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Preparedness Month emphasizes planning ahead to deal with disasters

By Robert Goetz | 502nd Air Base Wing Public Affairs | Sept. 6, 2017

JOINT BASE SAN ANTONIO, Texas —

Every year in September, National Preparedness Month reminds people how critical it is to plan and prepare for emergencies regardless of their magnitude.

            Underscored by the devastating impact of Hurricane Harvey on the lives and property of the residents of Houston and other Texas communities, this year’s theme, “Disasters Don’t Plan Ahead. You Can,” sets the tone for National Preparedness Month.

            At Joint Base San Antonio, 502nd Civil Engineer Squadron emergency management professionals will spread this message with information booths at three locations: 11 a.m. to 1 p.m. Sept. 5 at the JBSA-Fort Sam Houston Exchange, 11 a.m. to 1 p.m. Sept. 12 at the JBSA-Randolph Exchange and 11 a.m. to 1 p.m. Sept. 19 at the JBSA-Lackland Exchange.

            JBSA’s observance of National Preparedness Month will also feature a 5K run/walk at 7 a.m. Sept. 26 at JBSA-Fort Sam Houston’s MacArthur Field, preceded by a raffle for a $75 Army and Air Force Exchange Service gift card.

            Referencing the month’s theme, Greg Wilson, 502nd CES emergency management technician, said planning ahead is the key to dealing with disasters of all kinds.

            “The focus is on preparedness at work and at home,” he said. “It’s important to have an emergency action plan and make sure everybody at your workplace and in your family knows what action to take. What is my response when this happens?”

            Knowing when and how to evacuate is a key consideration when faced with an emergency.

            “In our area we can have severe thunderstorms, tornadoes and floods, so evacuation may be necessary,” Wilson said. “Make sure you know where the shelters are in your community. If you have to shelter in place, choose an innermost room in your home.”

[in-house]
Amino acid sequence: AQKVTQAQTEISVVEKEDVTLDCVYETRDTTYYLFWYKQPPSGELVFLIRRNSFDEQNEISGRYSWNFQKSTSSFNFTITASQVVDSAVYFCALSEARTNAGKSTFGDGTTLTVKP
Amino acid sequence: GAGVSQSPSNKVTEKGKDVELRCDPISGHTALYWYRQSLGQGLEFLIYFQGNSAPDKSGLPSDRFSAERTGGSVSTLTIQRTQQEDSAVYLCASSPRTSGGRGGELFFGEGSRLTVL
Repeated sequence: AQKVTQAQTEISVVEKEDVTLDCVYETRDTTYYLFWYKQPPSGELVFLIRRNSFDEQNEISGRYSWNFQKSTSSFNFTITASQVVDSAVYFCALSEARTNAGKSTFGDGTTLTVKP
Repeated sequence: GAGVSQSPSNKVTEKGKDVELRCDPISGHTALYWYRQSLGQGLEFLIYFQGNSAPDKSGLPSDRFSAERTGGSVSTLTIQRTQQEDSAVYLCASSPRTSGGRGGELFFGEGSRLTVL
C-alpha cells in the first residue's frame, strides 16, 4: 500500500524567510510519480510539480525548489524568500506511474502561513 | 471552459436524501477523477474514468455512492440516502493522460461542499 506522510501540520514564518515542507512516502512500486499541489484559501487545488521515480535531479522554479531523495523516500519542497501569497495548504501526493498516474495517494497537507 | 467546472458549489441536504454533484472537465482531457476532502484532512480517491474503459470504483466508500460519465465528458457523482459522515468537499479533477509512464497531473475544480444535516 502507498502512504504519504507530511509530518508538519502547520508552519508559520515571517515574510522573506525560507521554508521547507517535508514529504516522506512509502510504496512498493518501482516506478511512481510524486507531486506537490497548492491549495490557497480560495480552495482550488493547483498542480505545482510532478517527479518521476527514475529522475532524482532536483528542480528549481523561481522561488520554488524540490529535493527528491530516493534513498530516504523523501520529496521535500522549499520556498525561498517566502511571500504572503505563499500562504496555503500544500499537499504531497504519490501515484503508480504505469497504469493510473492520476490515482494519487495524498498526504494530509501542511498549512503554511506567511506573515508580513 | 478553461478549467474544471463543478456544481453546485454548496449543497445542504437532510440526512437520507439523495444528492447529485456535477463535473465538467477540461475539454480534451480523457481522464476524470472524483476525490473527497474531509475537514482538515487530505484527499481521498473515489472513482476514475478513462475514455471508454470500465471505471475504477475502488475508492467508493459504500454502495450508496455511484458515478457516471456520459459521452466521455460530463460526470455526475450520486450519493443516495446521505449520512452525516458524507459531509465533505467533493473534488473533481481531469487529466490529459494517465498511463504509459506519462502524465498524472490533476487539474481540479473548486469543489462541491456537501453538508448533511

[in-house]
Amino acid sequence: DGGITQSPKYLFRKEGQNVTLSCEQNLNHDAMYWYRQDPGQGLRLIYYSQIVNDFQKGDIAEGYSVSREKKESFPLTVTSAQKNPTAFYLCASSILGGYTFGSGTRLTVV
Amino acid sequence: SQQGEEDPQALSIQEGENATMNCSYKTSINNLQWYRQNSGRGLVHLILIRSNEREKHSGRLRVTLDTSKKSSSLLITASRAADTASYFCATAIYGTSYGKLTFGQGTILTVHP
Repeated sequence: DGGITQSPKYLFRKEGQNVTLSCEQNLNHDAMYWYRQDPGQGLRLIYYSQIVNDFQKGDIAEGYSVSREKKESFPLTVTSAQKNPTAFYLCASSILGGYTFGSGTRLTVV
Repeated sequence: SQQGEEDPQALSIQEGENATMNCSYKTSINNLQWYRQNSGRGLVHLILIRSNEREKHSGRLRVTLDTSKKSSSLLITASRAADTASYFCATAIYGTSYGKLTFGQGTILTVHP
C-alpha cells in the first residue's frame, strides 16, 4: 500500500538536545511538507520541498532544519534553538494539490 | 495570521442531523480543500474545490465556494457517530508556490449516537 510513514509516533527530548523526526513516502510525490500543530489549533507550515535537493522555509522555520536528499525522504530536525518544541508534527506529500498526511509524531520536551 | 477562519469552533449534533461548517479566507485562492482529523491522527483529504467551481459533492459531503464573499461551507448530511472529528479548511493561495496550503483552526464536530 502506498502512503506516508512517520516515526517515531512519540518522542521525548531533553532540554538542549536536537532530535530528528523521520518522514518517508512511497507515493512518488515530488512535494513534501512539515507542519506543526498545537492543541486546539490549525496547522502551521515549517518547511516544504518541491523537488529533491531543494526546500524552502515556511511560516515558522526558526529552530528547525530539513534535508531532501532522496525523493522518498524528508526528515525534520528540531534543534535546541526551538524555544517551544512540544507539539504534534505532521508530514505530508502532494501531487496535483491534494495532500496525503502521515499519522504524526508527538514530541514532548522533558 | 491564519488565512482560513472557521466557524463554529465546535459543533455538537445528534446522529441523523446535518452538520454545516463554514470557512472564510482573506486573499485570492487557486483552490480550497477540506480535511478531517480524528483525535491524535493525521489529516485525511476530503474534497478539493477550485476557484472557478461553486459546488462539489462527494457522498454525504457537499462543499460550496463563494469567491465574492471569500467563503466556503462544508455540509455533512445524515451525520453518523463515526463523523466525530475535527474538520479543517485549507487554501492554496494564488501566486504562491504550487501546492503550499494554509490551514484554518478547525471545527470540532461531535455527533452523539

Service members and civilian employees at JBSA and other installations should know where their shelter is located, he added. If not, they can contact an emergency management representative at their workplace.

            Communication is also vital, Wilson said.

            “Communication should be part of the plan because family members may not all be together when something happens,” he said. “Everyone should know the first person to call.”

            Preparedness also has a community component, Wilson said.

            “Know your neighborhood, and know who is most vulnerable during an emergency, such as an elderly or disabled person,” he said. “Someone should be assigned to look after that person.”

            Stocking a kit with first aid supplies, tape, a flashlight and other emergency items, as well as medications and important documents, is another important part of preparedness, Wilson said. With the help of apps, smartphones can be used to store emergency phone contacts, checklists and documents.

            Preparedness will be a focus at JBSA throughout September.

            “Commanders at all levels need to ensure the JBSA Emergency Management Program and the planning associated with it is a priority in September and maintained all year around,” Wilson said.

            JBSA military members and civilians have websites they can access to become better prepared for emergencies, including the Air Force’s www.beready.af.mil, the Army’s www.acsim.army.mil/readyarmy and the Navy’s www.ready.navy.mil.

            The armed services’ preparedness campaigns – the Air Force’s “Be Ready,” “Ready Army” and “Ready Navy” – provide military members and civilians with the knowledge they need to enhance their resilience, equip their readiness and increase their security so they will be prepared to deal with any emergency situation.